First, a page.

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A New Modeling Approach to Hindcast Marine Turbidity Currents
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  • Gaetano Porcile,
  • Michele Bolla Pittaluga,
  • Alessandro Frascati,
  • Octavio Sequeiros
Gaetano Porcile
University of Genoa

Corresponding Author:[email protected]

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Michele Bolla Pittaluga
University of Genoa
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Alessandro Frascati
Shell Technology Center
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Octavio Sequeiros
Shell Global Solutions International B.V.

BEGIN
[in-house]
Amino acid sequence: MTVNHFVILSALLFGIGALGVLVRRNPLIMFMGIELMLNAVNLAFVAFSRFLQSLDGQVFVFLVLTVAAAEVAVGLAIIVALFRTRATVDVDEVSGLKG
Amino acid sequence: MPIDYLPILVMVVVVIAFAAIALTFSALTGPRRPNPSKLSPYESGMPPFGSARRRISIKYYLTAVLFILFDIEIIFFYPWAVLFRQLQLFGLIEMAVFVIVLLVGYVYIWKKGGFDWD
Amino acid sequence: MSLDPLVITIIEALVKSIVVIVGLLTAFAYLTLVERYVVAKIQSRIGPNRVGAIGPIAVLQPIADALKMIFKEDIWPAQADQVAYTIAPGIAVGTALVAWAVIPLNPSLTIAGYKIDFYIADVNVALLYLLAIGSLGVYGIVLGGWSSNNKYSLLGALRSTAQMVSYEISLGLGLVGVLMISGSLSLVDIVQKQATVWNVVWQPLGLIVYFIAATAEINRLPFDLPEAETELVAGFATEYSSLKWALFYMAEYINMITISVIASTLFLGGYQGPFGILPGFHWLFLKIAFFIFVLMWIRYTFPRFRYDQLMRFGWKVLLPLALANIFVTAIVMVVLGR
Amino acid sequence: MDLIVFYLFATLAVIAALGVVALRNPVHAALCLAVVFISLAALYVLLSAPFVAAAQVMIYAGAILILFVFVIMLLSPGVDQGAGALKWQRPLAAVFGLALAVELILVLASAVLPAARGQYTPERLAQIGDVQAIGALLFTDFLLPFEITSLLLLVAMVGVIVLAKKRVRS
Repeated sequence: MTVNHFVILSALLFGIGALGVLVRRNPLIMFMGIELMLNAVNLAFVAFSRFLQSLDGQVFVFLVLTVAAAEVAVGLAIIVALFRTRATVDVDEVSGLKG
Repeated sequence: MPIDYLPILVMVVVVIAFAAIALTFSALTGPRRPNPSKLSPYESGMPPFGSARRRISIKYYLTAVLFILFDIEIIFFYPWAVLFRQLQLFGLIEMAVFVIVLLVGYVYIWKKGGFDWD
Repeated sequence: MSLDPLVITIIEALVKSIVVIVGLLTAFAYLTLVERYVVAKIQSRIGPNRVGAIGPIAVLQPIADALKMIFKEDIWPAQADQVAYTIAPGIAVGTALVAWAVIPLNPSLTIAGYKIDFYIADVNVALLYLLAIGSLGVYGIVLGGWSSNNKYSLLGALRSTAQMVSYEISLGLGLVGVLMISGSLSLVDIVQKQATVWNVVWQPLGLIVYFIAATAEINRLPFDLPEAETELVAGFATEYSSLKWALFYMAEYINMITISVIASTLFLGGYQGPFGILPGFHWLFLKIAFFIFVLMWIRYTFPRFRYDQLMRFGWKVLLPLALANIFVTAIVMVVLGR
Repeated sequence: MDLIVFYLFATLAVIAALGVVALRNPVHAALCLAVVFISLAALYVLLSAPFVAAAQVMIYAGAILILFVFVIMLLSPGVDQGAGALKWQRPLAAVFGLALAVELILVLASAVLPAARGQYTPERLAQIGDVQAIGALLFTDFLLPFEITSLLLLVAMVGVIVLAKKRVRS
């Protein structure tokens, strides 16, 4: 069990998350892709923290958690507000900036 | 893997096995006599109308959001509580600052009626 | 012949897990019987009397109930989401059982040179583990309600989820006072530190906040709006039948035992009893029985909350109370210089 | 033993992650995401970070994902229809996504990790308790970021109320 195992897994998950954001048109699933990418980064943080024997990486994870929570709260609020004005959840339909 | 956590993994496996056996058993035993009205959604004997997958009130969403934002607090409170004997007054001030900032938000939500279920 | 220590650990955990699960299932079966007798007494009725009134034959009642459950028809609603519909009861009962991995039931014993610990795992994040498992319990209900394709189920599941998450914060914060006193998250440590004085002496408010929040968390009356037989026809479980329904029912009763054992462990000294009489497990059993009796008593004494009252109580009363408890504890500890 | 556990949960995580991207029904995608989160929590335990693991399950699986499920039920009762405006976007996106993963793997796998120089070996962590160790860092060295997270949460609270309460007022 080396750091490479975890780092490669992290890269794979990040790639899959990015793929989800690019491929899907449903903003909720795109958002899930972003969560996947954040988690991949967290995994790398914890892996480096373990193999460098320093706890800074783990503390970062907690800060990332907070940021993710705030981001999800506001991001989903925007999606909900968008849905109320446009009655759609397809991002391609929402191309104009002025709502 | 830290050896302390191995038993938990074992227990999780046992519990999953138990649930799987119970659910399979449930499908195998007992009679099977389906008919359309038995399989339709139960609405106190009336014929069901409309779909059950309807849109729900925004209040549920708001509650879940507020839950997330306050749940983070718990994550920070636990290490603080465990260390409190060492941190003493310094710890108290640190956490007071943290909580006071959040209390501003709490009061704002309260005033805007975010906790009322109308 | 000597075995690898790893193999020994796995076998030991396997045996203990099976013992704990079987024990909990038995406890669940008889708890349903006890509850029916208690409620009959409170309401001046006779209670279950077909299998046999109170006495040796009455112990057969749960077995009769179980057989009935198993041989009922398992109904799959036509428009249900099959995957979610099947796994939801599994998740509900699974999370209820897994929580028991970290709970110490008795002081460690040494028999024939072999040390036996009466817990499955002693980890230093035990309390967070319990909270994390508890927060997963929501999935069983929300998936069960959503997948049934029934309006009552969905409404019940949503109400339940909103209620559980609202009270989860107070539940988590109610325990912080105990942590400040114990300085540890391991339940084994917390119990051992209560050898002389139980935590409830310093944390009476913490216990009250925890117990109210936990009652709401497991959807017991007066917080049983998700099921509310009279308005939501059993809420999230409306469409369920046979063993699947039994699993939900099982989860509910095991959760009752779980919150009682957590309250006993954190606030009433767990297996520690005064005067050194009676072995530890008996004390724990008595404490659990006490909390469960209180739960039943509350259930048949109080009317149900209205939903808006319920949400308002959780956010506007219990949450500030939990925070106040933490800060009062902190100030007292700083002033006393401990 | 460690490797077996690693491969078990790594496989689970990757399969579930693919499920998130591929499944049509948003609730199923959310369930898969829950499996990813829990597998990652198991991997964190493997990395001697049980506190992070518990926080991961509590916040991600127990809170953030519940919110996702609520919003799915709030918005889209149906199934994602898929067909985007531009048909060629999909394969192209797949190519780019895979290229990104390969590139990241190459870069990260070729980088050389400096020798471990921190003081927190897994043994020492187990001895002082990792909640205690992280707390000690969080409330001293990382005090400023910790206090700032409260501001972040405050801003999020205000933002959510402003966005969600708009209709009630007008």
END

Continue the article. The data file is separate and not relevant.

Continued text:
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The bulk of the sediment found on the abyssal plain is transported from the shelf to the deep ocean by marine turbidity currents. They consecutively erode, transfer and deposit large amounts of sediment determining the characteristics of the marine environment. Further, their destructive nature is evidenced by several failures of subsea infrastructures that have been associated with their passage. Many numerical models have been developed to study field-scale turbidity currents. However, these models do not include sediment transport processes typical of coastal settings. As such they currently require the prescription of boundary conditions usually difficult to assess. Here we present a new modeling approach to hindcast marine turbidity currents that is based on a three-dimensional application of the process-based model Delft3D capable of predicting the initiation of sediment gravity flows driven by wind- and wave-induced processes. Detailed numerical simulations were carried out to investigate the nature of a turbidity current that impacted upon a submarine pipeline offshore Philippines after the nearby landfall of a tropical cyclone. Our simulations predict the triggering of a severe turbidity current only after the passage of the aforementioned tropical cyclone and the absence of any significant undercurrent associated with the other most relevant cyclones that passed near the study area during the lifespan of the pipeline, matching field observations in the form of pipeline shifting. Numerical results describe the development of rip currents that flush out water and sediment in cross-shore direction, ultimately triggering a turbidity current into the submarine canyon that cross the pipeline where its displacement was detected. Collapse of similarity profiles of the predicted undercurrent with experimental measurements and field observations demonstrates the reliability of the model in capturing the vertical structure of turbidity currents. As Delft3D has been demonstrated to accurately reproduce sediment transport processes associated with different environmental pressures in various geomorphological settings, the proposed modelling approach will allow for a deeper understanding of the mechanisms involved in the initiation of marine turbidity currents and their potential forecast.